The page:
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Self Storage Still Rising After Pandemic Surge

About 50M sf of space expected to be delivered this year

Eased pandemic restrictions mean fewer people are stuck at home with their extra stuff, but the nationwide interest in self storage doesn’t appear to be going anywhere.

Rent performance and demand are still on the rise for self storage, according to a report from RentCafe. While the sector formerly relied on business from major life events such as death and divorce, the uptick in interest in the wake of the pandemic has continued, two years on.

More than 131 million square feet of storage space is planned or under construction nationally, including about 50 million square feet expected to be delivered this year. According to Yardi Matrix, the space under development would increase the national stock by 9 percent.

Rents in the sector are continuing to climb as well. The national average street rent is $128, up 6 percent year-over-year. Many major markets, including Los Angeles and Dallas, outpaced the national rent growth rate in the past 12 months.

No market is seeing a bigger influx of coming storage space than New York. The metro dominated self-storage sales last year. Close to $3 billion was transacted in Manhattan alone last year, according to StorageCafe. Nearly 12 million square feet of storage space is planned in New York, including 6.2 million square feet expected to be delivered this year, according to RentCafe. Of the city’s five boroughs, Queens leads planned development with almost 1.3 million square feet on the way.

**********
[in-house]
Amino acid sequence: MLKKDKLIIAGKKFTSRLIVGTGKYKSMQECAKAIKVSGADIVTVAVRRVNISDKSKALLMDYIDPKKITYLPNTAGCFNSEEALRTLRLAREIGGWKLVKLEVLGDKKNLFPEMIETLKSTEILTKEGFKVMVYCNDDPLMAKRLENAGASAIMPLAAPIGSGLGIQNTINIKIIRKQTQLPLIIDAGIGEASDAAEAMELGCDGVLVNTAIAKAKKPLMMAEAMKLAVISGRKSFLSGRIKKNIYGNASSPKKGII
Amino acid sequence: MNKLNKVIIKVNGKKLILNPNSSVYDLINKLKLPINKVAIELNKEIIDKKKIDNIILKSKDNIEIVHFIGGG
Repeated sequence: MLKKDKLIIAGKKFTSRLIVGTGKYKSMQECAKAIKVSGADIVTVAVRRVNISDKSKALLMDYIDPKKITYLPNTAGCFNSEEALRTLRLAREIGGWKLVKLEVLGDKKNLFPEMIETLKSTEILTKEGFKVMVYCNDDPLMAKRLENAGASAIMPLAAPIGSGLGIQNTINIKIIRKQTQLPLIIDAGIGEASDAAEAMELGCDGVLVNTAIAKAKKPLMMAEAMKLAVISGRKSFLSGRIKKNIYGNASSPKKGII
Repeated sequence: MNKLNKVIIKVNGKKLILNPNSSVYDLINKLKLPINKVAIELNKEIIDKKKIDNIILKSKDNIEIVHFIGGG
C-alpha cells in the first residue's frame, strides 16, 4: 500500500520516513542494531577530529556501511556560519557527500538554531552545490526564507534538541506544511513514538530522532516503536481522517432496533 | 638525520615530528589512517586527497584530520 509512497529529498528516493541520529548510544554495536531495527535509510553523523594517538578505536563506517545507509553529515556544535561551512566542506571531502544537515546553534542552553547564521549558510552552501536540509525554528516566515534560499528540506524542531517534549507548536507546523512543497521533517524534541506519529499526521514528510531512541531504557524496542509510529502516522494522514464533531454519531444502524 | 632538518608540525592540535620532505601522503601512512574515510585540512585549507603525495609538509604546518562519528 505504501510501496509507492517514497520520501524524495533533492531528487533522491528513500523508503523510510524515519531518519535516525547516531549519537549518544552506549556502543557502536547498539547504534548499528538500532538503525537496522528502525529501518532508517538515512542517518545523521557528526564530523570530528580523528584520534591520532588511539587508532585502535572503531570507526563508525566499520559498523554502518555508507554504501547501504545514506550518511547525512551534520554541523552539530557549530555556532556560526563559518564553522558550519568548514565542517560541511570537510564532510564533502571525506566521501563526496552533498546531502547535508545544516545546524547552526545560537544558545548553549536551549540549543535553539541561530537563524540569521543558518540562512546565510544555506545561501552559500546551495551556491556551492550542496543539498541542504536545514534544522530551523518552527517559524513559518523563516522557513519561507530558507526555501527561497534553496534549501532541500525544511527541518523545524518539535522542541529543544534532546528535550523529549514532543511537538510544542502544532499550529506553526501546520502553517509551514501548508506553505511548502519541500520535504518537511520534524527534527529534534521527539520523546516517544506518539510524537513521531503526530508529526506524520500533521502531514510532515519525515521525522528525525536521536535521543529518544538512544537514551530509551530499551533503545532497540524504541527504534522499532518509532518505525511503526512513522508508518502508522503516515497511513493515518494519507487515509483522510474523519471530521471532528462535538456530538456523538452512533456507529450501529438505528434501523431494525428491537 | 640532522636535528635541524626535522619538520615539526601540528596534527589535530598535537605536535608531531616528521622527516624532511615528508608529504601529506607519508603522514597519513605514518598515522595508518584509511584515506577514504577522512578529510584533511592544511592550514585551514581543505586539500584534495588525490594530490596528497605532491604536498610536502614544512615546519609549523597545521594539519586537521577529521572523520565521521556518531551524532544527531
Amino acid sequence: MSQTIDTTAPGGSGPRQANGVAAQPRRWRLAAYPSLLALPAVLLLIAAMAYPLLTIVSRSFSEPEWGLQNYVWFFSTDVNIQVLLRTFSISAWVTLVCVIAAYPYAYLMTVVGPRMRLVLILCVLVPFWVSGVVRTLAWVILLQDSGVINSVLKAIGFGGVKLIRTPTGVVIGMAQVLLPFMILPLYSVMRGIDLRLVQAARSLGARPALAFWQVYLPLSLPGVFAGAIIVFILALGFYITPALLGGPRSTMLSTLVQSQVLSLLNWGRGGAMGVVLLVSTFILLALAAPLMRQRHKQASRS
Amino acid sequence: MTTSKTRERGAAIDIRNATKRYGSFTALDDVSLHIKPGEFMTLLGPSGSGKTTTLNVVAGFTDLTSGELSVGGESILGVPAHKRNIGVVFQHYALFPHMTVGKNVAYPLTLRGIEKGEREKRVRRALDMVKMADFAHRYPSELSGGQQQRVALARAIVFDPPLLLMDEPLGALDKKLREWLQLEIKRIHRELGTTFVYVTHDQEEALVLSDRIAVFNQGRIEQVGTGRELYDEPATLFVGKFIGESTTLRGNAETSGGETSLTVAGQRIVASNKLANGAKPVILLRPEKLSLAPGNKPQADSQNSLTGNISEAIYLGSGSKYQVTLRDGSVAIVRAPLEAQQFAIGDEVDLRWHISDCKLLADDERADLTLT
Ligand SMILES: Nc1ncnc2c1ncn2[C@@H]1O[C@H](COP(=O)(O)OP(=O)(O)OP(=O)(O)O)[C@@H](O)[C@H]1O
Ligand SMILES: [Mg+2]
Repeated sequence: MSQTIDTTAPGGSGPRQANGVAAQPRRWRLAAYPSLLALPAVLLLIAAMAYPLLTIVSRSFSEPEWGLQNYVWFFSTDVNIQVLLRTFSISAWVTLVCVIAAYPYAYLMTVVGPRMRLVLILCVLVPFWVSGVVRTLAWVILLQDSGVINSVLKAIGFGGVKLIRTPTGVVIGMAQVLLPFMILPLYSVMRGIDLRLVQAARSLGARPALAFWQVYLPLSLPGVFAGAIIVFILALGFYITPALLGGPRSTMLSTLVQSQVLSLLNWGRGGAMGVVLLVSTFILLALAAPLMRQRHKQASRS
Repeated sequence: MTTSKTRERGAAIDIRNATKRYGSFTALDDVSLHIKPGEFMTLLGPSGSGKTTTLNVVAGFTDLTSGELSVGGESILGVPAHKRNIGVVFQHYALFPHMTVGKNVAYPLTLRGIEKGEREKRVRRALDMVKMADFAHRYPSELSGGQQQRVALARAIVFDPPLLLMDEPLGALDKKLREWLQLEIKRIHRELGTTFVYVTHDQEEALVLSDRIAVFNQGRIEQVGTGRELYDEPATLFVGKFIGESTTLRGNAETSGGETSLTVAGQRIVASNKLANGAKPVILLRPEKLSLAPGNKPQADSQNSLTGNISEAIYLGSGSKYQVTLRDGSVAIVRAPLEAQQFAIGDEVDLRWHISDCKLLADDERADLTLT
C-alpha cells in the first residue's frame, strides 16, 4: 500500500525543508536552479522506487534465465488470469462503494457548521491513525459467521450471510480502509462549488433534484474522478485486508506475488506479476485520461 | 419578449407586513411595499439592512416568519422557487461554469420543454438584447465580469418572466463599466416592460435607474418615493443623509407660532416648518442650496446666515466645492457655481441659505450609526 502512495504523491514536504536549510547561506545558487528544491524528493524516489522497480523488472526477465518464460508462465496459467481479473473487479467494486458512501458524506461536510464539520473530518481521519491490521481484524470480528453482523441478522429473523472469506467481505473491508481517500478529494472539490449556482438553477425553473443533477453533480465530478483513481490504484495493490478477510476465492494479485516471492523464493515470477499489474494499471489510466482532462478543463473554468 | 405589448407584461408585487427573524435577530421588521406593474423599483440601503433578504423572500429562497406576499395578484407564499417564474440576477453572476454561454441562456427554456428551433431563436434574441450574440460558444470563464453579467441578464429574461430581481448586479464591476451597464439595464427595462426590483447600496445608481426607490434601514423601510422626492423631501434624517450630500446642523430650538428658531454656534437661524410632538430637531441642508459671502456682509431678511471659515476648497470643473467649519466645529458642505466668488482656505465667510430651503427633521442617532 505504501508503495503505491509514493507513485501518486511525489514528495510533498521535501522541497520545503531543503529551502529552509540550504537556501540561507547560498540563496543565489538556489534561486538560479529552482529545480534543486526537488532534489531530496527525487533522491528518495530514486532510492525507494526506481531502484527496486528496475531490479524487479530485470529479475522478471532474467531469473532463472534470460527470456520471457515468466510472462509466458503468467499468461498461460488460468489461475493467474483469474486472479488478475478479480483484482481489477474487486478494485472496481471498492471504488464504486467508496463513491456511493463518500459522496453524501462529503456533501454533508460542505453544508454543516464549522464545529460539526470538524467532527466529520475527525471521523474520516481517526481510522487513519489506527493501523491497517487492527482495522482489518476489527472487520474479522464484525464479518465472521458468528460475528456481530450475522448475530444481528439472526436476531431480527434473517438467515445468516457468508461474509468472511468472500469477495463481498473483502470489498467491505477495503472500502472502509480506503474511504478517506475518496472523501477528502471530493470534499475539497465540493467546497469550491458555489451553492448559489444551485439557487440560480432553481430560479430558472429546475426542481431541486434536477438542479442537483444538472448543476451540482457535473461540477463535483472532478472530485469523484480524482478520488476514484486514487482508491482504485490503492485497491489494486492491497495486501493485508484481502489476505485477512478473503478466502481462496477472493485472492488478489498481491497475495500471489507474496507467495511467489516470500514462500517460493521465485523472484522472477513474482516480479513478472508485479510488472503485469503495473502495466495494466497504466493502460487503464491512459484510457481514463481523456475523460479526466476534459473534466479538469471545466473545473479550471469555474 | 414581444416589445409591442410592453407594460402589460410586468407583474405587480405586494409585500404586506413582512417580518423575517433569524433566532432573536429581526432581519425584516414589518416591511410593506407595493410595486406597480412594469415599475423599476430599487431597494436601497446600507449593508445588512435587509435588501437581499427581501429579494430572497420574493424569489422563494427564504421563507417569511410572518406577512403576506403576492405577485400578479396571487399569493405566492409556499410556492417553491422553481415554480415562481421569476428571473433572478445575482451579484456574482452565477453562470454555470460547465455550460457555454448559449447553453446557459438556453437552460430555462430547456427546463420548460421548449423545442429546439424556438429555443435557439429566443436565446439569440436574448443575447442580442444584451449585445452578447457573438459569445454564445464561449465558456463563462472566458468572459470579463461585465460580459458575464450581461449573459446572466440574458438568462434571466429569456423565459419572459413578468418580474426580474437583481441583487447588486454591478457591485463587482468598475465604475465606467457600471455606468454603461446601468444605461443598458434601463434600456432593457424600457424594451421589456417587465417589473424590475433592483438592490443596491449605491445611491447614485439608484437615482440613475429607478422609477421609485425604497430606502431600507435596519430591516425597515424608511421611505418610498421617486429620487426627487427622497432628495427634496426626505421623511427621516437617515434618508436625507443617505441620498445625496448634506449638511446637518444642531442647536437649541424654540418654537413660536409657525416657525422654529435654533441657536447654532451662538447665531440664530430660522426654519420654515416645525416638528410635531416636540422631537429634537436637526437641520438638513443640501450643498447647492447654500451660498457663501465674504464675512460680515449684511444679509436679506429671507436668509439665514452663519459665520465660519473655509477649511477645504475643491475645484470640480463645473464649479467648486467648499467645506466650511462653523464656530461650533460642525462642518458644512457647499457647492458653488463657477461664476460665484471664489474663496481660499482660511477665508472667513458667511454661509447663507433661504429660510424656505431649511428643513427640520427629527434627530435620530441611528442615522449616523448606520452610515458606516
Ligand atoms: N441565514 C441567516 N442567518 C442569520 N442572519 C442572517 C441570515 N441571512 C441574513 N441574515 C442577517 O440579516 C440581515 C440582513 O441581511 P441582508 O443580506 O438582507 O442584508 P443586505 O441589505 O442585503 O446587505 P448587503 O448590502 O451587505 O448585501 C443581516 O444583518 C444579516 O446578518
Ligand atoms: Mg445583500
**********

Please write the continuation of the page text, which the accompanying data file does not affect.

New York’s storage space is close to 72 million square feet and ranks a close second in the nation, trailing only the Dallas-Fort Worth area. The average street rate in New York is $191. New York’s market is also the tightest with an average of only two square feet of storage space per capita.

Los Angeles is also set for an influx of storage space, with more than 6.3 million square feet planned in the area. Space is already at a premium cost in Los Angeles, one of five metros where the average rate tops $200.

Miami ranks fifth in the nation for planned storage space as close to four million square feet is on the way. The need for snowbirds to store items is helping boost rents in the market, up almost 17 percent year-over-year to $168.

Chicago also ranks in the top ten for planned storage space, set to receive 2.6 million square feet in the coming years. The metro has the largest share of storage space planned in urban areas among the top markets with 91 percent of the developing space eschewing the suburbs.

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